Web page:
See France Morin, ed., Heavenly Visions: Shaker Gift Drawings and Gift Songs, exh. cat. (New York: The Drawing Center and Minneapolis: University of Minnesota Press, 2001).
See Marshall Berman, All That Is Solid Melts Into Air: The Experience of Modernity (New York: Penguin Books, 1988), ch. I (“Goethe’s Faust: The Tragedy of Development). Our discussion in this paragraph is indebted to this brilliant analysis.
Goethe, Faust, ll. 462–67, cited in ibid., 42.
Berman, All That Is Solid Melts Into Air, 86.
This understanding of development began to emerge in the 1990s. In 1992, Boutros Boutros-Ghali (then Secretary-General of the United Nations) and Federico Mayor (then Director-General of UNESCO) formed the World Commission on Culture and Development, an initiative of the World Decade for Culture and Development. Its mission was to reexamine the concept of development—specifically, by considering development as a concept that encompassed more than the pursuit of economic growth. In 1996, the Commission published a report summarizing its findings. The report is Our Creative Diversity: Report of the World Commission on Culture and Development (Summary Version) (Paris: World Commission on Culture and Development, 1996).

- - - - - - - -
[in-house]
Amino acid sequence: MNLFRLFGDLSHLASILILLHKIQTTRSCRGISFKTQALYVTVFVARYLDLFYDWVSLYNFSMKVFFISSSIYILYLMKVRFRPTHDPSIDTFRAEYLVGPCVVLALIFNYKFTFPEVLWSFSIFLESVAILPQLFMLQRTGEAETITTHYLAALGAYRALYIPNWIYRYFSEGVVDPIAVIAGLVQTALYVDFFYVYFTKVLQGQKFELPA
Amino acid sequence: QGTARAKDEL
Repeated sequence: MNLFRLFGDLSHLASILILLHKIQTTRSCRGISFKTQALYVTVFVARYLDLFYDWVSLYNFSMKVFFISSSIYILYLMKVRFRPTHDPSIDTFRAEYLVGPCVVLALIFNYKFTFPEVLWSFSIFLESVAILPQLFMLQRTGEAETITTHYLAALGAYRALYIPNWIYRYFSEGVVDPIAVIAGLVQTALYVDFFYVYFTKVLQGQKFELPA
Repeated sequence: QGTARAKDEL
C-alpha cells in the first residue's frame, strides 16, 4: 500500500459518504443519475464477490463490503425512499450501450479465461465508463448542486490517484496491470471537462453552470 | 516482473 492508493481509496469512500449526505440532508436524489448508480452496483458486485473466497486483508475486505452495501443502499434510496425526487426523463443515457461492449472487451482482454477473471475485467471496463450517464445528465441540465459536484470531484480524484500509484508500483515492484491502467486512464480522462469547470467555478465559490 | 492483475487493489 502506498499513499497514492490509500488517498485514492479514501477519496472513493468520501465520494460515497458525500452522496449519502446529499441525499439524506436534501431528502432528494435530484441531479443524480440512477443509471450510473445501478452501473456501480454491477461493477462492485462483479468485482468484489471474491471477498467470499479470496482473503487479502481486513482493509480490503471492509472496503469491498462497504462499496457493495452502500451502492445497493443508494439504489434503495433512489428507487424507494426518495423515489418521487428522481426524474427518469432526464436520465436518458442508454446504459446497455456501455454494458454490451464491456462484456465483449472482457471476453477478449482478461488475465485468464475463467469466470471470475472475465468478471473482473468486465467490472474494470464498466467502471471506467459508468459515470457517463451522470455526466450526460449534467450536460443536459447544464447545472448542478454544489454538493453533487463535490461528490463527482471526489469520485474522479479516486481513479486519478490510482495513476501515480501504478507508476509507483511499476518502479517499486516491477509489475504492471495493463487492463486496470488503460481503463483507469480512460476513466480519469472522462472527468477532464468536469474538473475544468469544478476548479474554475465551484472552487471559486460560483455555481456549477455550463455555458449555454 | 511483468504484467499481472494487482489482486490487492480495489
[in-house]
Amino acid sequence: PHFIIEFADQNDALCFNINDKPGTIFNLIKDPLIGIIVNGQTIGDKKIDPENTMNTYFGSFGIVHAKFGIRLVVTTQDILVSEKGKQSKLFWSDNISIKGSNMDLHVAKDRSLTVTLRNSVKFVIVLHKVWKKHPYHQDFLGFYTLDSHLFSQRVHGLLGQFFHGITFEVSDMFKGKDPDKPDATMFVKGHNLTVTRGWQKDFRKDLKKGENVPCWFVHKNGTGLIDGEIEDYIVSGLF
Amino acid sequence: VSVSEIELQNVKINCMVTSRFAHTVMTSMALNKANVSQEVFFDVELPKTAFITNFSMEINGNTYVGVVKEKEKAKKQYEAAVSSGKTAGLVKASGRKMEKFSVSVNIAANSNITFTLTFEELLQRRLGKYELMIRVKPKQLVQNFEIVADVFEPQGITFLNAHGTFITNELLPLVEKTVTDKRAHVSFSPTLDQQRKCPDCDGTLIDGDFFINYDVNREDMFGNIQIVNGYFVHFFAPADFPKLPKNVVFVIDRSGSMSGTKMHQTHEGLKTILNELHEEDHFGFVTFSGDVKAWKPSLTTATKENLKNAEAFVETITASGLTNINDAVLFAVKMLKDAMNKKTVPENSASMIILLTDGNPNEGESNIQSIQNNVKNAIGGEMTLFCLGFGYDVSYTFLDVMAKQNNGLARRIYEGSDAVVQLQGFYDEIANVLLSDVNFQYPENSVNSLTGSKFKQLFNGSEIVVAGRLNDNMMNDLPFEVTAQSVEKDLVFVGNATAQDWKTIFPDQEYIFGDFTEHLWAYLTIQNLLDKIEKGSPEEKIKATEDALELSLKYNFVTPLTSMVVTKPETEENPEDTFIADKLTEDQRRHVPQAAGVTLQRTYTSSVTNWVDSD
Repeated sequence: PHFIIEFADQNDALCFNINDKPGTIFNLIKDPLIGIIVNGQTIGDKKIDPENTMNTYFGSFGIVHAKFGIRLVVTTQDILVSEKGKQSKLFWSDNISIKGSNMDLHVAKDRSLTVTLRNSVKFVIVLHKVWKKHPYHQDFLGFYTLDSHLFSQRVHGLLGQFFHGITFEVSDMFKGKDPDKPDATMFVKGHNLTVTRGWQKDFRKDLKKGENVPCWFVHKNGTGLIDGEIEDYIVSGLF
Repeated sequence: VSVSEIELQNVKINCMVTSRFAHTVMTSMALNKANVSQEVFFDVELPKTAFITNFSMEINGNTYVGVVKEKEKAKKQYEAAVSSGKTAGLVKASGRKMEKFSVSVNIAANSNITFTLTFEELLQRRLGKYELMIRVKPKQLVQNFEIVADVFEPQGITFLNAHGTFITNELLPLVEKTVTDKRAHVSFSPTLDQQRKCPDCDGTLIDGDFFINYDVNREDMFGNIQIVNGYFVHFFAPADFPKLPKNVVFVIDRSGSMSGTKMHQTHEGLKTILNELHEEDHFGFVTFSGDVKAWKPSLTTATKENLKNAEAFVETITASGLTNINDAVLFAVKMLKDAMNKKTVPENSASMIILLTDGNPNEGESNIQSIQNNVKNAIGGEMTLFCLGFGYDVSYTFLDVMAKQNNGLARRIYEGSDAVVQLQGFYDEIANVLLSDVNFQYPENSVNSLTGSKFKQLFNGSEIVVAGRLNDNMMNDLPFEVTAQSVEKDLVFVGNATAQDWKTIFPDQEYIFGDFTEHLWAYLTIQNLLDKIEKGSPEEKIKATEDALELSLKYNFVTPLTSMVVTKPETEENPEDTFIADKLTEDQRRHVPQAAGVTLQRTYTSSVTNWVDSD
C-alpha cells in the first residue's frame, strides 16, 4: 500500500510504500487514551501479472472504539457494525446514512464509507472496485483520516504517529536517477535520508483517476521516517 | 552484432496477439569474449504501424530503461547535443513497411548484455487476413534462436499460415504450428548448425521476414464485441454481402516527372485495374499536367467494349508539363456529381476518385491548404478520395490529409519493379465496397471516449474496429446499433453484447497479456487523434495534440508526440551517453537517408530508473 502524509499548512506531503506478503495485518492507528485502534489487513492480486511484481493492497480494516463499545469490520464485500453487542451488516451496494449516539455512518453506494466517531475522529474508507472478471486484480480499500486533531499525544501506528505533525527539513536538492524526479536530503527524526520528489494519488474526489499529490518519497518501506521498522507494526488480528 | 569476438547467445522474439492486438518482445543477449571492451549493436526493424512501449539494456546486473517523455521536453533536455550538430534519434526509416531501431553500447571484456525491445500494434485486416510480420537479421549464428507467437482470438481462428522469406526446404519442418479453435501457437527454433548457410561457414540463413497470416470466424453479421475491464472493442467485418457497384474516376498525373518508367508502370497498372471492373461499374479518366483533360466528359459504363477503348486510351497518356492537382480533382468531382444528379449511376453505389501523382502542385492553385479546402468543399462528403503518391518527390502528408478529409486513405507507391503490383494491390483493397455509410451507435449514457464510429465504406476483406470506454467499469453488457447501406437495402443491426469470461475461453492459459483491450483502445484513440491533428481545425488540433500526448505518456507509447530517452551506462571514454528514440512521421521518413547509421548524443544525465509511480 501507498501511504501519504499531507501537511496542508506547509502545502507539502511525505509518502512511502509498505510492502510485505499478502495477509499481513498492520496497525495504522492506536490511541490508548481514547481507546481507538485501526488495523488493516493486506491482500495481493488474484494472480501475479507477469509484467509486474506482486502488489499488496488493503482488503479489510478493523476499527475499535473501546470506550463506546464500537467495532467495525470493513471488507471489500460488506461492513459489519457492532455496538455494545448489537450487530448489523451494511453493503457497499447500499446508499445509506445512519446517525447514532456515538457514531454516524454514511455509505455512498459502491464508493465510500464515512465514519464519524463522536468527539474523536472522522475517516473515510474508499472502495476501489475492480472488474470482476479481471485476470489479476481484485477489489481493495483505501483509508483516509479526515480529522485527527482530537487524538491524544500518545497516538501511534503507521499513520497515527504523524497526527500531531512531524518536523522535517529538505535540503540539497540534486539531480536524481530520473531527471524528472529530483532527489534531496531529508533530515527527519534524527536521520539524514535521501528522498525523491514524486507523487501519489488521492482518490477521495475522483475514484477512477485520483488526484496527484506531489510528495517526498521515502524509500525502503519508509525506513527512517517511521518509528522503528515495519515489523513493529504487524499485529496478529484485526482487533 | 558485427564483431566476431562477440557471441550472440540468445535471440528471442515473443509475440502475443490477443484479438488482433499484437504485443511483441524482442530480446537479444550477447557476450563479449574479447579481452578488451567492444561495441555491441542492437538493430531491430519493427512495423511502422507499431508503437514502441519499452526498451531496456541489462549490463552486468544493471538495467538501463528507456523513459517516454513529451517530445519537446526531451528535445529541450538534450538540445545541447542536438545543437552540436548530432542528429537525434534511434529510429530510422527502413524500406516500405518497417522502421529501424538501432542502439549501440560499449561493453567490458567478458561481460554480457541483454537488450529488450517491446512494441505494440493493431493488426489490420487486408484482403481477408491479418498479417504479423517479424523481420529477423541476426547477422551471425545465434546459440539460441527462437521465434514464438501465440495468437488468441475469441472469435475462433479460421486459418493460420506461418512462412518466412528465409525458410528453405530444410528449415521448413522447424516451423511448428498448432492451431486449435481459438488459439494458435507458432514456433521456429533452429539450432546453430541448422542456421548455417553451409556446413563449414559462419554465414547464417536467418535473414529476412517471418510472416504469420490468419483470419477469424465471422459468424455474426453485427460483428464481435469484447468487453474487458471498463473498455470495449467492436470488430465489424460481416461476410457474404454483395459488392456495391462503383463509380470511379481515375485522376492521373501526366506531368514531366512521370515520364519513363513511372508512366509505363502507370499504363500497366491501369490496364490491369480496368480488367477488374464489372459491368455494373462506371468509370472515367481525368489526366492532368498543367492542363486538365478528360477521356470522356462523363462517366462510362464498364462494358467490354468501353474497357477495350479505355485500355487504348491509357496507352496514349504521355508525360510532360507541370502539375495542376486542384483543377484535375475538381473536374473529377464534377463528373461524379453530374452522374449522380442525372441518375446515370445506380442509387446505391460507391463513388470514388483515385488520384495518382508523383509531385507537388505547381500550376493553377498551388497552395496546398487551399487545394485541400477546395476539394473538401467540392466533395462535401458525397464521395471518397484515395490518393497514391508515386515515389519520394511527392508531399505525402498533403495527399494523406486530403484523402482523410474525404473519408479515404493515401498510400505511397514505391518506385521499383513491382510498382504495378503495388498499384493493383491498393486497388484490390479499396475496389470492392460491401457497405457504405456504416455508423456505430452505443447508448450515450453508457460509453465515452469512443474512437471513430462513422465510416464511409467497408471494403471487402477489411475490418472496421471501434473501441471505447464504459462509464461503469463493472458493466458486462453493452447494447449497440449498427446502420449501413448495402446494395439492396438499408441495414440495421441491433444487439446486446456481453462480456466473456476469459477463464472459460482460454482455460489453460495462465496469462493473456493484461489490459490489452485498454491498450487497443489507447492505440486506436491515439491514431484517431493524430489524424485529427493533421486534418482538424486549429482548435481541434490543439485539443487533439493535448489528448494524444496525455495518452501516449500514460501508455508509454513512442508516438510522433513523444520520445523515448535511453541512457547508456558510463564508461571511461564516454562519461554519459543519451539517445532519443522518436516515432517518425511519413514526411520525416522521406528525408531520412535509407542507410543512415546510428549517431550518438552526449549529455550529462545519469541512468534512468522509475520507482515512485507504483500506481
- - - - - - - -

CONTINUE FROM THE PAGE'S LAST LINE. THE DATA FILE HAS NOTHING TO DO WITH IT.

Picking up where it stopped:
Amartya Sen, Development As Freedom (Oxford: Oxford University Press, 1999), xii–xiii.
See Javier Pérez de Cuéllar, “From the President’s Foreword,” in Our Creative Diversity, 11.
The World Heritage Site constitutes only a portion of the entirety of Luang Prabang, which is much larger. For ease of reference, however, in this essay the World Heritage Site called the “Town of Luang Prabang” will be referred to simply as “Luang Prabang,” its common designation.
Martin Stuart-Fox, A History of Laos (Cambridge: Cambridge University Press, 1997), 204–05. Other studies of Lao history and culture include Grant Evans, The Politics of Ritual and Remembrance: Laos Since 1975 (Honolulu: University of Hawai‘i Press, 1998) and Grant Evans, ed., Laos: Culture and Society (Chiang Mai: Silkworm Books, 1999). In addition, the website Laos Cultural Profile, a collaborative project of Visiting Arts and the Lao Ministry of Information and Culture with financial support from the Rockefeller Foundation, provides useful information about contemporary Lao culture.
Stuart-Fox, A History of Laos, 206.
In 1972, UNESCO adopted the Convention Concerning the Protection of the World Cultural and Natural Heritage, which led to the creation of the World Heritage Committee. The purpose of this committee is to establish the World Heritage List, a list of sites in the nations that are party to the Convention that are judged to have “outstanding universal value” and meet at least one criterion from a specified list. By the end of 2008, 679 cultural sites, 174 natural sites, and 25 mixed sites in 145 nations were inscribed on the list.
See Seth Mydans, “Tourism Saves a Laotian City but Saps Its Buddhist Spirit,” New York Times, April 15, 2008, A9; and Barbie Nadeau, “The Curse of Approval: If UNESCO Designates It, They Will Come. Does Identifying Heritage Sites Do More Harm Than Good?,” Newsweek (International Edition), April 10, 2006.